“I had treatment last year and I want to give something back.”
A study looking at a new blood test to help diagnose breast cancer
This study was testing a new blood test which may help doctors to diagnose breast cancer from a breast X-ray (mammogram).
Finding breast cancer early makes it easier to treat. One way of detecting breast cancer is with a mammogram. But sometimes the pictures may not be clear. So you may need to come back for more X-rays to help the doctor decide if you need to have treatment or not.
Scientists in America had developed a blood test to help doctors work out whether or not what they see on the mammogram is likely to be cancer. This blood test measures a set of proteins (biomarkers) that are involved in various stages of breast cancer development. Doctors could combine the results of the blood test with other information about their patient. When they put all this information into a computer programme, they got a score that showed how likely the person was to have breast cancer.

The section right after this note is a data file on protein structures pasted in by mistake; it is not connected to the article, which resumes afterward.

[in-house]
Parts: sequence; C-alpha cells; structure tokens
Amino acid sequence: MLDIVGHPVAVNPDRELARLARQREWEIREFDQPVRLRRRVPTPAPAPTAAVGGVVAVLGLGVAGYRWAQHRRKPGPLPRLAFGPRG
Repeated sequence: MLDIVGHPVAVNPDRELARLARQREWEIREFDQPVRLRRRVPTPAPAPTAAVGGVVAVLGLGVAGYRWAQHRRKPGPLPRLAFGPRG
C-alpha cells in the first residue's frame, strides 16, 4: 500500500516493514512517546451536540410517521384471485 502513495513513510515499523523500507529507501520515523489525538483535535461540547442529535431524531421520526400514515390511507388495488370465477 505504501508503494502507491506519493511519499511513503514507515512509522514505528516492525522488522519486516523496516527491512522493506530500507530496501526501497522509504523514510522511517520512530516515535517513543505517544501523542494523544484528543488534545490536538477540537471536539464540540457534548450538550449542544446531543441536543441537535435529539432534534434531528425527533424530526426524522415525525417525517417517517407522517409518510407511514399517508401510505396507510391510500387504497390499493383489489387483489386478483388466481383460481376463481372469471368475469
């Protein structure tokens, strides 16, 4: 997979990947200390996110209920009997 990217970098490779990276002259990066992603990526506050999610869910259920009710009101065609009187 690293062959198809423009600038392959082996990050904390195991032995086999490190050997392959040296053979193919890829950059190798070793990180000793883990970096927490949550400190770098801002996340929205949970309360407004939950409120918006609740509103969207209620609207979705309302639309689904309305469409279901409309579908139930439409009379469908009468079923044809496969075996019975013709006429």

A pilot study of this test in America had shown encouraging results. The aim of this study was to try this test on a sample of women from the Cambridge Breast Unit in the UK to see if the results were reliable.
Summary of results
We have contacted the trial team who tell us there are no results available from this study.
How to join a clinical trial
Please note: In order to join a trial you will need to discuss it with your doctor, unless otherwise specified.
Mr Gordon Wishart
Cambridge University Hospitals NHS Foundation Trust
Experimental Cancer Medicine Centre (ECMC)
Provista Life Sciences